Other high points include the cameos (sadly almost all are nearly the blink-and-you’ll miss variety): Burt Ward as Dick Grayson from the original Batman TV series, Robert Wuhl as reporter Alexander Knox from the 1989 Batman movie, Ashley Scott as the Huntress from the Birds of Prey series, Tom Ellis from the DC tie-in show Lucifer, Johnathon Schaech as Jonah Hex from Legends of Tomorrow, even a random Wil Wheaton sighting, and a few others. And probably the most faithful to its prior, live-action incarnation, Erica Durance and Tom Welling deliver a clever return from their days in Smallville.
More things the CW series have been doing right: It’s great to see the CW pull in Oliver’s daughter Mia (Katherine McNamara) in at least some form recognizable from the comics, and Elizabeth Tulloch practically upstages everyone in each scene, joining Teri Hatcher and Noel Neill in the “best Lois Lane” club.
As for the downside, the biggest thematic problem is everyone emoting, all brought on so quickly it feels forced. Another issue is the Crisis story suffers from too many self-references by the heroes as heroes. It feels like the word “hero” or “superhero” or variants on the words are heard in every other conversation. The late Stan Lee (of the other big publisher) once had a reality series where he selected a real-life superhero as winner, and the first person he booted was a guy who kept referring to himself as a superhero. Do real heroes call themselves heroes? Probably not. And as for overused words, after the first several times you hear it the word Anti-Monitor sure sounds a lot like Auntie Monitor.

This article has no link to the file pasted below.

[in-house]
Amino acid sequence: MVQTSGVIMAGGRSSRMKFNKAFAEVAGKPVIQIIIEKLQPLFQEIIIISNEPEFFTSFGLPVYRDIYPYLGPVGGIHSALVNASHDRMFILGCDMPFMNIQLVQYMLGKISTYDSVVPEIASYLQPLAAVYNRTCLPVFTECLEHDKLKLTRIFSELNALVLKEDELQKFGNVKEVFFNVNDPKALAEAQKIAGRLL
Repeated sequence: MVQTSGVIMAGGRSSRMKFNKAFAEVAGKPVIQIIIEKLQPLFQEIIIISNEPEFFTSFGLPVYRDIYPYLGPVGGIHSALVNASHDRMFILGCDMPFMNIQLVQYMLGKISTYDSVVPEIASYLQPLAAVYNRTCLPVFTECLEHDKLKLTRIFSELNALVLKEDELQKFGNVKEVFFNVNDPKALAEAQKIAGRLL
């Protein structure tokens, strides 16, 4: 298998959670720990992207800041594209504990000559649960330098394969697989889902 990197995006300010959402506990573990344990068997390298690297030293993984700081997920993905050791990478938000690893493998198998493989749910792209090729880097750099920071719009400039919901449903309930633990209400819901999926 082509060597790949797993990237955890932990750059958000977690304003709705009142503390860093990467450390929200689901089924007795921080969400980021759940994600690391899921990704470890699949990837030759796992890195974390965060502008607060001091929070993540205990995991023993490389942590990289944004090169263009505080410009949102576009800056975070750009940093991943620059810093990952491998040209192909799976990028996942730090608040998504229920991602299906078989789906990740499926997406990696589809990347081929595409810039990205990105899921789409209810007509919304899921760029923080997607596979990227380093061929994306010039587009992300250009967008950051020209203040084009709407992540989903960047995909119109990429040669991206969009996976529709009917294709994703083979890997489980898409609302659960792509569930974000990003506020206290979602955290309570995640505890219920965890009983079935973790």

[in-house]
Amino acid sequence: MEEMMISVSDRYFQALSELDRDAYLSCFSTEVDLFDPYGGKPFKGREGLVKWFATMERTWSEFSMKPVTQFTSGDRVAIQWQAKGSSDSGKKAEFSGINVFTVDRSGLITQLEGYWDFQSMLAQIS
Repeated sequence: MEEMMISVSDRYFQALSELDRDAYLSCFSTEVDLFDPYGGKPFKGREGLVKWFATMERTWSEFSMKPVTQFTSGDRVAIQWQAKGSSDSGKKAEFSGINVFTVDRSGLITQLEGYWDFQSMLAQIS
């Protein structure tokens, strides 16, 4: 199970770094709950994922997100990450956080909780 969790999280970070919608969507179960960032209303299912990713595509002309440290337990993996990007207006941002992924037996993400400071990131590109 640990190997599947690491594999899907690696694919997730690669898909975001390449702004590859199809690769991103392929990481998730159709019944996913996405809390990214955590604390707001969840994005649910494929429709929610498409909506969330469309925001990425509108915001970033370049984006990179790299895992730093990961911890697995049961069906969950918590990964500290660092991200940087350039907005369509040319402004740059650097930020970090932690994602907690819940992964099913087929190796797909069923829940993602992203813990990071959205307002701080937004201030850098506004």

Other bits are puzzling, likely just spillovers from the individual series: Why does White Canary have such a big role in Crisis (she’s not in the original story), and with all the parallel Earths why not one Laurel Lance appearance? Why does Querl Dox shout all his lines? Do Martians look human now? How many times are we going to kill off Oliver Queen and need a Lazarus Pit? Batwoman lets her guard down once in a while in the comics, so why not here? Did the movie Superman really need to explain to Lois why his costume is different? Wouldn’t it be funny if they had the wrong Dr. Choi? Finally, can’t someone at Warner Brothers figure out a way to introduce a television show without disclosing all the surprise guest actors in the opening credits?
CW still has two more episodes in the Crisis. The biggest question: Are we going to see Superman holding Supergirl’s body as seen in that iconic George Perez cover, or since Supergirl did that as a trick three years ago do they think they don’t need to now? How about a return of Robbie Amell as Firestorm? We should find out January 14, 2020, when the Crisis on Infinite Earths event returns on the CW network. Kevin Smith previewed a new series that the next episodes will also lead into, Stargirl. Here’s the brief first trailer:
Meanwhile, if you haven’t already, pick up the original graphic novel of Crisis on Infinite Earths by Marv Wolfman and George Perez, available at Elite Comics, your local comic book store, or here at Amazon.